If you are setting up a development environment, create a new database configuration file named databaseSettings.Development.json by copying databaseSettings.json. Refer to the Configuration Files page for more information.

    SQL Server: Edit your configuration file and add the following, substituting your SQL server name, database name and credentials:

  "Nucleus": {
    "Database": {
      "Connections": [
        // Database connections are available to the core and extensions, but must be configured in the Schemas 
        // section in order to be used.
          "Key": "nucleus",
          "Type": "SqlServer",
            "Data Source=DATABASE-SERVER;Initial Catalog=DATABASE-NAME;User ID=SQL-USERNAME;Password=SQL-PASSWORD"
      "Schemas": [
          // A name of "*" makes this schema the default.  Using the root namespace of an extension as the name will 
          // make the schema apply to that extension only.  The ConnectionKey value must match a Key from the Connections
          // section.
          "Name": "*",
          "ConnectionKey": "nucleus"

If you are editing an existing configuration file which already contains a Database section, update the existing section.

The process is the same if you want to use MySql, MariaDB or PostgreSQL, but the connection type (shown as "SqlServer" in the example above) will change, as does the format of the connection string.

Database Types and Connection Strings

Database Type Connection String
Azure Sql Server SqlServer Use the connection string from Azure Portal. Select your database, and click "Show database connection strings" in the overview page.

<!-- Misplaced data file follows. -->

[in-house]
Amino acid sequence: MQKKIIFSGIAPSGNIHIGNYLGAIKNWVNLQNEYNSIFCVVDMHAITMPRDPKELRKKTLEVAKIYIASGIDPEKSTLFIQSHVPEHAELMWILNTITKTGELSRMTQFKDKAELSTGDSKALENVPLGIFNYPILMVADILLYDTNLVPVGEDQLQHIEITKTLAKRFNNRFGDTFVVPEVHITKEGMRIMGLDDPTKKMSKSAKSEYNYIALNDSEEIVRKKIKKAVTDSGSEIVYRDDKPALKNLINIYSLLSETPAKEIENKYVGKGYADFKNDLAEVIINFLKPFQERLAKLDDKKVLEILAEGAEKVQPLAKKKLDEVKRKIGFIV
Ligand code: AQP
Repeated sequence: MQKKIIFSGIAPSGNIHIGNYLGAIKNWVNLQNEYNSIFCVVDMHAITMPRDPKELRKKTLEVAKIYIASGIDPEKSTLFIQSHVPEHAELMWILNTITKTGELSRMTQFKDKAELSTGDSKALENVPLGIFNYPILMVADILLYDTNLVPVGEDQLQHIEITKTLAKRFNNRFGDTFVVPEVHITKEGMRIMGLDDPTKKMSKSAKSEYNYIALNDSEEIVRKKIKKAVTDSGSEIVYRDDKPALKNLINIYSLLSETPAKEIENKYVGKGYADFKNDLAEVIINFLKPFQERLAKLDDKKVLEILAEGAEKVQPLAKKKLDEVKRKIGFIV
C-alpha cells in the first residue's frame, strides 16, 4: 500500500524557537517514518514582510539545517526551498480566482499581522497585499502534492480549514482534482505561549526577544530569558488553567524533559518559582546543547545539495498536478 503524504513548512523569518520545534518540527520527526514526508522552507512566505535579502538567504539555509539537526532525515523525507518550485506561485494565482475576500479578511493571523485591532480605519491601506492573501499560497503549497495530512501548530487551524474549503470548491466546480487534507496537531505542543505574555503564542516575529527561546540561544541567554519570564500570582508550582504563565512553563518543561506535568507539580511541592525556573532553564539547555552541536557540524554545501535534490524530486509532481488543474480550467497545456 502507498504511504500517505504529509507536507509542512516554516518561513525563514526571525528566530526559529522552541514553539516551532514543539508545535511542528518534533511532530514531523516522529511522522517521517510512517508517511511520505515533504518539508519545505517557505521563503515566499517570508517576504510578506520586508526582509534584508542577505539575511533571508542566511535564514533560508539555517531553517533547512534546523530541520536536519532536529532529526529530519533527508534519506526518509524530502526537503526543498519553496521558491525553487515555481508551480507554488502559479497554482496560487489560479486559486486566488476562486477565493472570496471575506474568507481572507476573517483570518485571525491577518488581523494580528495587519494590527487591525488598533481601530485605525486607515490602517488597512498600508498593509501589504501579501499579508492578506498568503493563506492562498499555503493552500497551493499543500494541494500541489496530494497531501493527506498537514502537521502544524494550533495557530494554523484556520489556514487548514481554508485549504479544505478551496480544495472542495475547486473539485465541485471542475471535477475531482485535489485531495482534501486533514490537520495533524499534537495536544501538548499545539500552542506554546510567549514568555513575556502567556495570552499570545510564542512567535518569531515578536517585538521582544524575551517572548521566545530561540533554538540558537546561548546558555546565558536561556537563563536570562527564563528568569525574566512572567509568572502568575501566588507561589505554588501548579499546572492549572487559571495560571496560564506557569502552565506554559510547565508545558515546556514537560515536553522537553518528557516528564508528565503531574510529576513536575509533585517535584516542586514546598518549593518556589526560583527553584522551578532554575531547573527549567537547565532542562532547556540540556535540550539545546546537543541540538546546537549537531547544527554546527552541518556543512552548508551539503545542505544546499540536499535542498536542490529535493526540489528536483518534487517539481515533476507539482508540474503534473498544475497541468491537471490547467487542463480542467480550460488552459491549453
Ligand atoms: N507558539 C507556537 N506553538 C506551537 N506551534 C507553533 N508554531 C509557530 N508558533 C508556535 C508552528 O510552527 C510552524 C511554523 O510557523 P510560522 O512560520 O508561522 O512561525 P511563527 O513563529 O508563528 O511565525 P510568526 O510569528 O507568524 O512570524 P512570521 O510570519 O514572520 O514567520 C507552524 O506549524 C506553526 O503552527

The database type for MariaDb is 'MySql'. MariaDb is based on MySql and uses the same database provider.

If your database administrator provides a connection string in a different format, you should use the connection string that they provide - the connection strings above are just examples.

Configure your File System providers

In Windows and Linux, if you want to use the Azure Blob Storage or Amazon S3 file system provider, you can add it as the only file system provider, or you can add both the cloud (Azure/S3) storage and a Local File System provider, so that you can use both. If you are hosting in an Azure App Service, you should not use the Local File System provider. You can add more file system providers after you have set up the site.

  1. Automatic Configuration:
    Nucleus version 1.3 includes a file system(s) configuration step in the setup wizard, so you can configure your file system selections without editing configuration files and can skip this step.

  2. Manual Configuration:

    • In your installation folder, edit your environment application configuration file, or create one if it does not exist. If you are setting up a production environment, the file should be named appSettings.Production.json. If you are setting up a development environment, name your file appSettings.Development.json.
    • Edit your new file and add a configuration section for your file system provider (to the Nucleus section). You can remove or comment out the default ('local') file system provider if you don't want to use local file storage.
      // File providers have a key, name and provider type.  You can specify multiple file providers,